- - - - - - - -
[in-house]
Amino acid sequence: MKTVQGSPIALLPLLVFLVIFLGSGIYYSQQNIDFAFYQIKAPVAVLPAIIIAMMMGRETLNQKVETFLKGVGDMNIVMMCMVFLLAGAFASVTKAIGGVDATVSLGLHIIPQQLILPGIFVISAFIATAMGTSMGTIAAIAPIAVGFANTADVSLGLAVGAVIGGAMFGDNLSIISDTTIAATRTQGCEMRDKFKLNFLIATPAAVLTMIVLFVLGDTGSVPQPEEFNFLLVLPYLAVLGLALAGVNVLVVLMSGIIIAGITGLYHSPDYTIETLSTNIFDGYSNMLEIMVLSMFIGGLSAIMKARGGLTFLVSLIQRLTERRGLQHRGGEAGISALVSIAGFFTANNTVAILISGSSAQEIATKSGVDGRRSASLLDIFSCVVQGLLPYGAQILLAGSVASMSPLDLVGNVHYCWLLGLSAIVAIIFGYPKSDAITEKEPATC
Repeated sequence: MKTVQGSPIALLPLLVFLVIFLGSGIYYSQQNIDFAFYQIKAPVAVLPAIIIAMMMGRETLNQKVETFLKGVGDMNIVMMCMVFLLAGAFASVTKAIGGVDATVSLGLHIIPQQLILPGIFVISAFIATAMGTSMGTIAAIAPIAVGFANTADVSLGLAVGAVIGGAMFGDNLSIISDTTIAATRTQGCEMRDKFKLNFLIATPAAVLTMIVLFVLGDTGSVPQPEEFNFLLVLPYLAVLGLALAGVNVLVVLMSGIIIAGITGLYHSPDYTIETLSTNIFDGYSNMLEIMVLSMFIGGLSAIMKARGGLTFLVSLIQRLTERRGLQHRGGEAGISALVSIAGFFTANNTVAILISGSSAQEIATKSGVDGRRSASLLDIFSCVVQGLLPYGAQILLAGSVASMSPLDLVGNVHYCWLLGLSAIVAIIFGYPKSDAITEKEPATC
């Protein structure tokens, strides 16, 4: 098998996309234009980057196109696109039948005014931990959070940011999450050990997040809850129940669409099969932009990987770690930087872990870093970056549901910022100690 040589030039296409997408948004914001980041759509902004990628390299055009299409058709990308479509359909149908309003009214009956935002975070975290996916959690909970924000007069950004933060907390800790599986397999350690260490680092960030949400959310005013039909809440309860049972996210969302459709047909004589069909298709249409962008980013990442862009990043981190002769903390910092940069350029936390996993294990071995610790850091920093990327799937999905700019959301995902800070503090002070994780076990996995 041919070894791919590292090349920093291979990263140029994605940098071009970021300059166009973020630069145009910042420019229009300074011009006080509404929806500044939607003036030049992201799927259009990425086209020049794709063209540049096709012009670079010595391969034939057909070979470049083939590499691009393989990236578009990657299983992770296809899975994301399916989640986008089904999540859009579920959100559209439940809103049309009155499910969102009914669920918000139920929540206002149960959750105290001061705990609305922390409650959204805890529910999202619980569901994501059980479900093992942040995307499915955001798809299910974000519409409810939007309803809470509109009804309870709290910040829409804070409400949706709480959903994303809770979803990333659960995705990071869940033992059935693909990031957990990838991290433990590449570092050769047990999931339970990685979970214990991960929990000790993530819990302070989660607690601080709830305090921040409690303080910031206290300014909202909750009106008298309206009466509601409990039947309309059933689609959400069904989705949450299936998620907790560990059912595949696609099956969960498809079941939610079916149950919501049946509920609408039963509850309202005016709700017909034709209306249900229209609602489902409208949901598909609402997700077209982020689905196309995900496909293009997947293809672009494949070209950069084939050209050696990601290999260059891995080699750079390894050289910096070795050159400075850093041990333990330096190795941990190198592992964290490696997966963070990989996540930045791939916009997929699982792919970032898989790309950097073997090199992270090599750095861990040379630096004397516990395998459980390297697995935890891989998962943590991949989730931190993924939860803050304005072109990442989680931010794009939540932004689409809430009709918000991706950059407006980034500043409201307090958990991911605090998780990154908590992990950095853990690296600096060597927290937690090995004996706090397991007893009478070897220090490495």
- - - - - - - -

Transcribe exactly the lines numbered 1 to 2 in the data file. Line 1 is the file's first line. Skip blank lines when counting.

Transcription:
[in-house]
Amino acid sequence: MKTVQGSPIALLPLLVFLVIFLGSGIYYSQQNIDFAFYQIKAPVAVLPAIIIAMMMGRETLNQKVETFLKGVGDMNIVMMCMVFLLAGAFASVTKAIGGVDATVSLGLHIIPQQLILPGIFVISAFIATAMGTSMGTIAAIAPIAVGFANTADVSLGLAVGAVIGGAMFGDNLSIISDTTIAATRTQGCEMRDKFKLNFLIATPAAVLTMIVLFVLGDTGSVPQPEEFNFLLVLPYLAVLGLALAGVNVLVVLMSGIIIAGITGLYHSPDYTIETLSTNIFDGYSNMLEIMVLSMFIGGLSAIMKARGGLTFLVSLIQRLTERRGLQHRGGEAGISALVSIAGFFTANNTVAILISGSSAQEIATKSGVDGRRSASLLDIFSCVVQGLLPYGAQILLAGSVASMSPLDLVGNVHYCWLLGLSAIVAIIFGYPKSDAITEKEPATC